We just read a KBIA* report on the handling of an employee’s safety concern at the Callaway nuclear plant that piqued our interest. This particular case was first reported in 2009 but has not had widespread media attention so we are passing it on to you.
The history seems straightforward: an employee raised a safety concern after an operational incident, was rebuffed by management, drafted a discrimination complaint for the U.S. Dept. of Labor, received (and accepted) a $550K settlement offer from the plant owner, and went to work elsewhere. The owner claimed the settlement fell under the NRC’s Alternative Dispute Resolution (ADR) process, and the NRC agreed.
We have no special knowledge of, nor business interest in, this case. It may be a tempest in a tea pot but we think it raises some interesting questions from a safety culture perspective.
First, here is another instance where an employee feels he must go outside the organization to get attention to a safety concern. The issue didn't seem to be that significant, at most an oversight by the operators or a deficient procedure. Why couldn’t the plant safety culture process his concern, determine an appropriate resolution, and move on?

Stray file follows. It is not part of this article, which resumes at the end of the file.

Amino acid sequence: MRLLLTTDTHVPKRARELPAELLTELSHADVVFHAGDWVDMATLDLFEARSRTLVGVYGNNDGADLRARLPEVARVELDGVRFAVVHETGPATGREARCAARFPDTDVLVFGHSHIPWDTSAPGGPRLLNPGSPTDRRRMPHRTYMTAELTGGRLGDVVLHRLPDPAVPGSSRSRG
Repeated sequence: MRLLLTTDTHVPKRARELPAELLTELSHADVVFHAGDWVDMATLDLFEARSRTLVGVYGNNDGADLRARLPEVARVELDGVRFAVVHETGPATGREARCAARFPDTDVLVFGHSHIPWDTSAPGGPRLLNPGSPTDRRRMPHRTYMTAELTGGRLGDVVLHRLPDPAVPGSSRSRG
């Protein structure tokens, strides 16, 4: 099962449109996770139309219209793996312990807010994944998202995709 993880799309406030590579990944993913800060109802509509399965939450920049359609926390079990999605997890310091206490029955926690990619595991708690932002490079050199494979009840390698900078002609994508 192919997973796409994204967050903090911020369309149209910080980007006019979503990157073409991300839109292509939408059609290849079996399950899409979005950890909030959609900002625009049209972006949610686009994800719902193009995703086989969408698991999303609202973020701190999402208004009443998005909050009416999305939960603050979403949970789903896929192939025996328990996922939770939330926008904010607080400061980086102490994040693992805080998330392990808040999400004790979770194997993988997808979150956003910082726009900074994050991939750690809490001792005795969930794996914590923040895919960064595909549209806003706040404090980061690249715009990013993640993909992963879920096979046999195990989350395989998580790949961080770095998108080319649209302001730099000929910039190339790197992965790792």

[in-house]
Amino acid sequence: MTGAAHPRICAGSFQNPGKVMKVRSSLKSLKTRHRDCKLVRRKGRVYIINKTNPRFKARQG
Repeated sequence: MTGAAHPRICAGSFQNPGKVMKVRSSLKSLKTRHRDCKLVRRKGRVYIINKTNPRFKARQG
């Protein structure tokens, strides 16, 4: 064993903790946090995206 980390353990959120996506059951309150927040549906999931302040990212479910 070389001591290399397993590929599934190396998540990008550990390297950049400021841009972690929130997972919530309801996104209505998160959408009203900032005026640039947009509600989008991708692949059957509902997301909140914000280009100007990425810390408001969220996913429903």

Second, why was the company so ready to pony up $550K? That is a lot of dough and seems a bit strange. Even the employee noted that it was a generous offer. It makes one wonder what else was going on in the background. To encourage licensees to participate in ADR, the NRC closes investigations into alleged discrimination against employees when an ADR settlement is reached. Can safety essentially be for sale under ADR if an owner can settle with an employee?
Third, what happened to the original safety concern? According to another source,** the NRC found the operators’ actions to be “not prudent” but did not penalize any operators. Did the plant ever take any steps to address the issue to avoid repetition?
* P. Sweet and R. Townsend, KBIA Investigative Report: Looking Into Callaway Nuclear Power Plant’s “Safety Culture” (May 24, 2010). KBIA is an NPR-member radio station owned by the U. of Missouri school of journalism.
** FOCUS/Midwest website, "Did Ameren pay a whistleblower to shut up and go away?" (Jan. 4, 2009).